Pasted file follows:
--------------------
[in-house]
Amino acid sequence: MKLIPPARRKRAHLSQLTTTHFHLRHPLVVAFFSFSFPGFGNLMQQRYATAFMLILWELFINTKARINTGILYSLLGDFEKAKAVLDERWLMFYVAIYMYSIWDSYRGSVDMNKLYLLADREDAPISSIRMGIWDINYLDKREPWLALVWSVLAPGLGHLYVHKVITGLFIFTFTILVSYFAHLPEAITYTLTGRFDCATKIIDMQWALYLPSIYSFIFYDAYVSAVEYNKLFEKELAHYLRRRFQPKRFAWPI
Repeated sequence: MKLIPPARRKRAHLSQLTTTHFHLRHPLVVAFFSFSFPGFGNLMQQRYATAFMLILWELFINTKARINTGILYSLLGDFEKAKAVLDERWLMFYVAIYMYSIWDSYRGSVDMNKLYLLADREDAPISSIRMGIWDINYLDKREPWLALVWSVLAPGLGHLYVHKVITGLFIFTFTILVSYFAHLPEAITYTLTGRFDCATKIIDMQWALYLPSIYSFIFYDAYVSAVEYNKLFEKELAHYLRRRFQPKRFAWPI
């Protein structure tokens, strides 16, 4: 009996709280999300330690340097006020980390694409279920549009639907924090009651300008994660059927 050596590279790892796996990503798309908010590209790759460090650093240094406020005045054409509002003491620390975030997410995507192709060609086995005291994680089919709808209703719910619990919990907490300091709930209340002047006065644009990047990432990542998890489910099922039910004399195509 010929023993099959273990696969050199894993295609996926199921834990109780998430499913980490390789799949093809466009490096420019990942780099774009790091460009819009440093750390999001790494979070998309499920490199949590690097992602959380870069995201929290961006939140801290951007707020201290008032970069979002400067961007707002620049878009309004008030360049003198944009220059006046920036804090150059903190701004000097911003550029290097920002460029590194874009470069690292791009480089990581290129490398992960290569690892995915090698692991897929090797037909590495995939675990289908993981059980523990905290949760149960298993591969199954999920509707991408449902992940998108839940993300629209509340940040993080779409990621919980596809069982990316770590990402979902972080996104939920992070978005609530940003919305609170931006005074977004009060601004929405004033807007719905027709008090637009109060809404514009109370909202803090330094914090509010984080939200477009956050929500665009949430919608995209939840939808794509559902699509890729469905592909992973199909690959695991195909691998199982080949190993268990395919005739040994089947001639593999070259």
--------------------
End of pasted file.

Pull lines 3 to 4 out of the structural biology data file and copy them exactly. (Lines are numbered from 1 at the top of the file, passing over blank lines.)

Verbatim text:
Repeated sequence: MKLIPPARRKRAHLSQLTTTHFHLRHPLVVAFFSFSFPGFGNLMQQRYATAFMLILWELFINTKARINTGILYSLLGDFEKAKAVLDERWLMFYVAIYMYSIWDSYRGSVDMNKLYLLADREDAPISSIRMGIWDINYLDKREPWLALVWSVLAPGLGHLYVHKVITGLFIFTFTILVSYFAHLPEAITYTLTGRFDCATKIIDMQWALYLPSIYSFIFYDAYVSAVEYNKLFEKELAHYLRRRFQPKRFAWPI
């Protein structure tokens, strides 16, 4: 009996709280999300330690340097006020980390694409279920549009639907924090009651300008994660059927 050596590279790892796996990503798309908010590209790759460090650093240094406020005045054409509002003491620390975030997410995507192709060609086995005291994680089919709808209703719910619990919990907490300091709930209340002047006065644009990047990432990542998890489910099922039910004399195509 010929023993099959273990696969050199894993295609996926199921834990109780998430499913980490390789799949093809466009490096420019990942780099774009790091460009819009440093750390999001790494979070998309499920490199949590690097992602959380870069995201929290961006939140801290951007707020201290008032970069979002400067961007707002620049878009309004008030360049003198944009220059006046920036804090150059903190701004000097911003550029290097920002460029590194874009470069690292791009480089990581290129490398992960290569690892995915090698692991897929090797037909590495995939675990289908993981059980523990905290949760149960298993591969199954999920509707991408449902992940998108839940993300629209509340940040993080779409990621919980596809069982990316770590990402979902972080996104939920992070978005609530940003919305609170931006005074977004009060601004929405004033807007719905027709008090637009109060809404514009109370909202803090330094914090509010984080939200477009956050929500665009949430919608995209939840939808794509559902699509890729469905592909992973199909690959695991195909691998199982080949190993268990395919005739040994089947001639593999070259």